The major force of the storm was over after one hour, but it took another 3hrs. before it all dissipated. 
Around 1pm we took off towards St.Louis. At first the sky was still grey but all-of-a-sudden we saw the blue sky behind a sharp line of gray.
We made it into the neighbourhood of St.Louis that day, and it was then, that we heard about all the damage in the city.


Weather can be severe and as RV'ers we have to be on the watch-out for sudden weather changes. It is always better to park and wait it out, than dare to challenge it. Our high-profile vehicles are prone to be taken by the wind and thrown left or right - into the ditch or (worse) into on-coming traffic.

Sunday, August 21, 2011

August 21





We've all been praying the weather would be dry and nice on this day, so everybody could enjoy the annual light house day celebration. Yesterday we had been setting up the stage and all the benches which had to be hauled from the Provincial Park Campground. This morning we had some fog, but it sure cleared throughout the day. Local vendors showed up and pretty soon our BBQ's were set up for burgers and Hot Dogs. The Ladies had made a delicious Fish Chowder and Chili, so there would be plenty of food.


Local musicians made for a variety of entertainment and as always the auction was a popular place to be.


Evelyn is dishing out Chowder here, but had to
realize that she wasrunning out of it all too soon.

And here is the Hot Dog Guy - just starting out


Great conditions for a sail on the bay
 With the money made on this event the friends of Head Harbour Light house can continue to renovate and improve a major tourist attraction in New Brunswick.

Saturday, August 20, 2011

August 20





Tofino and Ucluelet are two gems secluded on the West Coast of Vancouver Island in the province of British Columbia, Canada. At Tofino's doorstep is the Clayoquot Sound region, a world UNESCO biosphere reserve. This area boasts one of British Columbia's most prized nature reserves, Pacific Rim National Park. Tofino offers the best way to experience BC's pristine wilderness first hand.


No snakes - but strange looking seaweeds
Over the winter months, storm watching is popular. One of the main attractions is the Pacific Rim National Park (PRNPR) which is composed of three geographically separate units. The Long Beach Unit is located between the villages of Ucluelet and Tofino, and named after the 16km (10miles) sandy Beach of Wickaninnish Bay. The Broken Group Islands Unit is an archipelago of more than one hundred islands and rocks scattered throughout Barkley Sound and is accesible by boat only. The West Coast Trail Unit is a 75km (47 mile) backpacking route along temperate rain-forest, sandstone cliffs, waterfalls, caves, sea arches, sea stacks and beaches. More infos at www.pc.gc.ca/pn-np/bc/pacificrim/natcul2.aspx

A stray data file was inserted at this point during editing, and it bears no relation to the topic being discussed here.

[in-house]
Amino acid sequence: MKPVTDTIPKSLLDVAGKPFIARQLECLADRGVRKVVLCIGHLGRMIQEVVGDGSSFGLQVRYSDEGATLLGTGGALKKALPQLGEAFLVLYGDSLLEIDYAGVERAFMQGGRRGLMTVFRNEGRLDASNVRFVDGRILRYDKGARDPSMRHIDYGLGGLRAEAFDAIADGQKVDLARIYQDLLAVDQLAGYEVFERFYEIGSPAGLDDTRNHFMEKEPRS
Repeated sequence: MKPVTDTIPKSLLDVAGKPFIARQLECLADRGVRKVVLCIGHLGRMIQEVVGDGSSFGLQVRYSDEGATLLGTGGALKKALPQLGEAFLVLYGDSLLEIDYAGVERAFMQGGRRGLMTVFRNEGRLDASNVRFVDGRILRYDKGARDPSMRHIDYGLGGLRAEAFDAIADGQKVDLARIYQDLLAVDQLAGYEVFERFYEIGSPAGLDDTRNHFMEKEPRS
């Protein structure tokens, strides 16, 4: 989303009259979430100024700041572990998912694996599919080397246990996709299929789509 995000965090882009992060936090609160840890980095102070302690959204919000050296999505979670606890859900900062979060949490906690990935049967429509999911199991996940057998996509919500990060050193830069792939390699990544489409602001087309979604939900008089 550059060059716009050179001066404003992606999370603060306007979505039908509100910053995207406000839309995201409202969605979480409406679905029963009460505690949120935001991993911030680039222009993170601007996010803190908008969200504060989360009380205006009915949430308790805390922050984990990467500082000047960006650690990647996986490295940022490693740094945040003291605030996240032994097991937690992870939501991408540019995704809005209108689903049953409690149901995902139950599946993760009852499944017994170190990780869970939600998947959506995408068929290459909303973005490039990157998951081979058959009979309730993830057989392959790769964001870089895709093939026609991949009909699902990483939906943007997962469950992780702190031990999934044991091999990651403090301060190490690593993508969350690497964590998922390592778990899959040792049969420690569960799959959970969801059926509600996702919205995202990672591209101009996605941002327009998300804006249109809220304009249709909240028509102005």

)
Endless supply of driftwood




 Ucluelet Harbour

Friday, August 19, 2011

August 19


"Severe Fog Warning"


I have read about severe thunderstorm warning, severe rain warning, severe heat warning and severe tornado warning to mention a few. This morning there was (it's a first-timer..) SEVERE FOG WARNING for Lubec,ME  "vision ahead" was 0 yards!


When I crossed the border I told the customs officer that Lubec should be re-named to "Fog Town". I don't know whether he found that funny, but seriously Lubec has three times as much fog as our island. It comes in from the Bay of Fundy through the Lubec Narrows, and always when we have with southerly winds.


However, it did not effect me in my work as I went about painting the gable fascia and the rest of the dormers. As I could not quite reach the top of the gable, I was looking to  extend the reach of my paintbrush. I was looking for some kind of broom stick, when I came across an old Golf Club. That thing had about the right angle for tying my paint brush to the end of it. And how I "tied" it together? With duct tape of course! So for the first time I played golf with a paintbrush on a house gable.



Later I threw myself over shingling the north wall of the new entrance. That was actually fun as I could be in the shade most of the time. (yes, at some time the sun came out)



But after coffee my energy was kinda drained and I decided to take Molly and the convertible out to Herring Cove Beach. We had a great walk through the natural meadow between  the beach and the Glensevern Lake. This lake was divided off the ocean once as the sea pushed up a dam of sand, thus turning the trapped water body into a freshwater lake over time
With the fog just about coming back I got some special shots.


When returning to the car after 45 minutes I had to realize that I had forgotten to turn of the lights, thereby draining the battery. These old cars have no warning sound if you leave the light on.
So Molly and I took the walk up the campground office to borrow the telephone and call Bea to come with the truck and our jumper cable. And that was how we got home. 
Not a bad day, eh?